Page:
The feeling of being a part of something bigger and greater than yourself is something that many chase for the whole of their lives. Being a part of the generation that will determine the fate of the Internet’s usefulness is thrilling in its own right, and the opportunity to fan the flames of revolution from the comfort of home is immensely enticing. Yet I find myself more concerned, than excited.
Much of what happens on the internet is essentially narcissistic.
For one of my psychology classes, I did a report on altruism, and in my research I came across a study that suggested that contributions to the Internet are fundamentally about attention, not altruism. Certainly, less nefarious motives can certainly be found in every aspect of the web. I am not about to suggest that retwittering feeds from Iran is wholly selfish, but more that the drive to support freedom of speech and democracy would not be enough to set the revolution in motion were it not for some modicum of desire for recognition.
There’s an instinctive desire to be the first, when it comes to participation and discovery.
Who wouldn’t want to tell their children they were among the fleet of internet denizens that helped to topple the Iranian government? This isn’t so much about attention, but about being “ahead of the curve”. There’s a sense of pride that accompanies seeing a video, an image, a fad, or a meme before it went viral. Being first initiates a sense of ownership and responsibility for whatever ensues in the aftermath. It’s why so many comments on popular articles are battles for the first post. Perhaps the very reason I am writing this, is to feel that I am the first to point these things out.
There is very little regard for source in the content of the internet.
I wrote about this a while back, but memes are crowdsourced. Although someone sent the first rickroll, and another personal created the first lolcat, it would be pompous and foolish for anyone to attempt to claim ownership over such entities. They become what they are through mass participation, not because of the genius of its author. Similarly, the number of reliable sources for information of what’s actually occurring in Iran are sparingly few. The reports from those on the ground are certainly moving, and it would be callous to turn away when something is obviously awry. Yet the headlines on Digg, Reddit, and BoingBoing are more than just a little emotionally manipulative. Only the most intense and outrageous tidbits are passed along, because that is how content on the Internet spreads. As my long-time hero Ze Frank points out, only one Western poll has been conducted concerning the election’s actual results, and they did not point to a victory for Mousavi.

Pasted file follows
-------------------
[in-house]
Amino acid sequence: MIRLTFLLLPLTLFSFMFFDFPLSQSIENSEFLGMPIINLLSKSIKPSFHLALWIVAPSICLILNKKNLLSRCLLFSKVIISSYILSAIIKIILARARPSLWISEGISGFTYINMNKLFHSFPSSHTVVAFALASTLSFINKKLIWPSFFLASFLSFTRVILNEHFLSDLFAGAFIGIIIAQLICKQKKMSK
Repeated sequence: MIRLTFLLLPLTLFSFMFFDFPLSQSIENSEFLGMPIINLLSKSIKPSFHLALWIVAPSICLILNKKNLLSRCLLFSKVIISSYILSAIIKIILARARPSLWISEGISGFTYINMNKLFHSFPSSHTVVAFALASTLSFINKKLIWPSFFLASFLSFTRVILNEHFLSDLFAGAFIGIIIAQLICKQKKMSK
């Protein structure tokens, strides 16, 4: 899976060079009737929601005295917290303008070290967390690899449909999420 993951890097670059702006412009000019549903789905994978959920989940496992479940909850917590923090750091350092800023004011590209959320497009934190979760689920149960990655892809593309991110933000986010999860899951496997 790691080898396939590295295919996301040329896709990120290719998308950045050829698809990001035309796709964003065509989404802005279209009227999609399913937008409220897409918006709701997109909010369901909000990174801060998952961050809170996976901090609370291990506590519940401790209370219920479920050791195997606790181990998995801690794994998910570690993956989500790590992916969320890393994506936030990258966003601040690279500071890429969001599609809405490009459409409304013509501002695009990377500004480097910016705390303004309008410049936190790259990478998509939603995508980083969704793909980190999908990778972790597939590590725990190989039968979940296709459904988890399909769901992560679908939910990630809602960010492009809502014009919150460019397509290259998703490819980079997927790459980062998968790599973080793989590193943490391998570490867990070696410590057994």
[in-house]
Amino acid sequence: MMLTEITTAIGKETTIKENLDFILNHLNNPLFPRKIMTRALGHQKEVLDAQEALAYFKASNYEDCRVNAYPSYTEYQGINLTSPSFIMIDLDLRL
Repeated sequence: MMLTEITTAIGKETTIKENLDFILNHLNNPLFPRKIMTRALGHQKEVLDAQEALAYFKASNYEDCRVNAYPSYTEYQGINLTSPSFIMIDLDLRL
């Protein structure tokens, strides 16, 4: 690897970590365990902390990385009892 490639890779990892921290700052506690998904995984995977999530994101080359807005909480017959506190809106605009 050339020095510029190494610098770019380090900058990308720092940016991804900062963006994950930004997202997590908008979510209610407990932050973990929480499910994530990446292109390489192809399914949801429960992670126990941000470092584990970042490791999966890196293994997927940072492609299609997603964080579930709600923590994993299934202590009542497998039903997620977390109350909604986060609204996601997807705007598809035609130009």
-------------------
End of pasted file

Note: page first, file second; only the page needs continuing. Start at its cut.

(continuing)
Obviously, there is more than just an election that’s being disputed here. It’s about transparency and peace and cooperation, about making a government that’s for and by the people. It would, however, be irresponsible to fail to recognize the other elements that are at play here. It is not as if the Internet suddenly rose up to altruistically defend the rights of the Iranian people. It happened for a reason, and those reasons may not be particularly pleasant.
The internet has a very short term memory.
Perhaps it is insensitive to label the Iranian election as a fad, but it fits the criteria. In several months, the avatars on Twitter will go back to their normal colors. #iranelection will cease to top the trending topics. The conflict in Iran may go on or it will be resolved; but with time, the collective interest in Iran will return to where it once was. Maybe it will become an artifact of internet history, receiving reference whenever a new issue is championed by the internet. Only time will tell.